State High Court Rejects Bid to Depublish Appellate Water Ruling (California drought)
By America Hernandez
The state's highest court on Wednesday stood behind a 4th District Court of Appeal decision striking down arbitrary tiered water rates as unconstitutional, denying requests from Gov. Jerry Brown and Attorney General Kamala Harris to depublish the opinion.
Benjamin T. Benumof, special counsel to Krause Kalfayan Benink & Slavens LLP in San Diego and plaintiff's counsel at the trial level, said he was not surprised that the state Supreme Court rejected the request to depublish, which was filed in June.
"The request acknowledges that the court got it right, and that really they just don't like the opinion," Benumof said.
Brown and Harris had argued that the city of San Juan Capistrano's punitive water rates encouraged compliance with the state's emergency drought regulations and aided conservation efforts. Capistrano Taxpayers Association Inc v. City of San Juan Capistrano, S226906.
"With all due respect, they're wrong," Benumof added. "There are millions of ways to conserve water like education, low flow faucets, artificial turf, rationing, and the municipal ordinances penalizing water waste, which most cities including San Juan Capistrano already have."
The Court of Appeal decision does not actually prohibit tiered water rates, but rather arbitrary ones.
In the case brought by taxpayers in San Juan Capistrano, plaintiffs had successfully shown that the city had reverse engineered its water rate tiers based on budget goals rather than the actual cost of delivering water to residents.
The decision echoes a 2nd District Court of Appeal decision holding that the incremental increases between rate tiers need to be justified on a cost basis. City of Palmdale v. Palmdale Water District, B224869 (Cal. App. 2nd Dist. Aug. 9, 2011).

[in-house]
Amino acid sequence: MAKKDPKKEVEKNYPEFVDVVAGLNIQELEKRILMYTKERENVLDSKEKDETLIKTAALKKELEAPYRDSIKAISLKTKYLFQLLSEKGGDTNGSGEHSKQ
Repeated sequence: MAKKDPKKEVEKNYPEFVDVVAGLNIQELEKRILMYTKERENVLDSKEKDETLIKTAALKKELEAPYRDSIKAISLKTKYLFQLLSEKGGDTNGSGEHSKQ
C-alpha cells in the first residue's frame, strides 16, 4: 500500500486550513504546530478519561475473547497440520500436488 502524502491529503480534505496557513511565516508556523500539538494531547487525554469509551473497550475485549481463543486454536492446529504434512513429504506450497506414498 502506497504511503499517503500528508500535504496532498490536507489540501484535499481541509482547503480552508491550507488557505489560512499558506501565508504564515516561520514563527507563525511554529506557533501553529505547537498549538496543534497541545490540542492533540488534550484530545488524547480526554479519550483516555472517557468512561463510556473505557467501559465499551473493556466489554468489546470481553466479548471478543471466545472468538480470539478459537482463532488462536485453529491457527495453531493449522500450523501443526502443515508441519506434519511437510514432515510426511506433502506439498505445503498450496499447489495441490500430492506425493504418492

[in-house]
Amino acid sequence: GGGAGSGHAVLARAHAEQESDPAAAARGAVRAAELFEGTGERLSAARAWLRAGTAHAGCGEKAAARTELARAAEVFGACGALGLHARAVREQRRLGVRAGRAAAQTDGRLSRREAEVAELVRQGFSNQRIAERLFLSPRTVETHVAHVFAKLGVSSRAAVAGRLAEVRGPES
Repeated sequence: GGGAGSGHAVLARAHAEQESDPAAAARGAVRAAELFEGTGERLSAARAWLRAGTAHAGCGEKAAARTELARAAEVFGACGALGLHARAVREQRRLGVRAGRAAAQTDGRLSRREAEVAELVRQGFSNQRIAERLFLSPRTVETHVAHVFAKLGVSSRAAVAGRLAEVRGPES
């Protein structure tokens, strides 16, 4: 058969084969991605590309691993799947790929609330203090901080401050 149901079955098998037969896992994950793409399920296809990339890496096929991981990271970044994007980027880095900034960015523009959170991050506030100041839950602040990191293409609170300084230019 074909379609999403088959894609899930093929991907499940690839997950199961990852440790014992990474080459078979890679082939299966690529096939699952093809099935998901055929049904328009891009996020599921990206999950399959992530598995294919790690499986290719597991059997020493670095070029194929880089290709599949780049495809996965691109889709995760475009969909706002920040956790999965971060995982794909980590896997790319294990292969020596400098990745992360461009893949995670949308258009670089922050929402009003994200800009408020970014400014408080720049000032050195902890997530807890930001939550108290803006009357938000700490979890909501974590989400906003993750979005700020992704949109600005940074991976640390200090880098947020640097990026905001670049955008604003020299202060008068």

A spokesperson for the attorney general's office declined to comment.
Calls late Wednesday to the office of the governor were not returned by time of publication.
The decision comes days after attorneys and brothers Michael K. and Kenneth J. Schmier, who call themselves the Committee for the Rule of Law, sent the court a letter denouncing its practice of depublishing opinions previously certified for publication, a practice which is unique to California.
"The high court's decision puts the water matter temporarily to rest, but doesn't change the fact that they're still routinely depublishing decisions and more importantly, the fact that attorneys are prohibited by the Rules of Court from even mentioning the 93 percent of cases not certified for publication at the risk of being disciplined," said Michael Schmier.
"You can't even tell a three-judge panel on Tuesday what the same panel did on Monday? That's the order against enlightenment."
The city of San Juan Capistrano can still appeal the decision not to depublish the case, Schmier said.
In a four-page letter, the Schmiers called depublication a "breach of the separation of powers, bringing the practice of lobbying to judicial decision-making."
Rather than jumpstart the legislative process to correct unpopular decisions, they argue, the practice serves special interests by circumventing voters and clouding the law.
"Depublished and unpublished decisions hide bad law and sedate the concern of those who would otherwise be affected by such decisions...'because they do not count,'" the letter reads.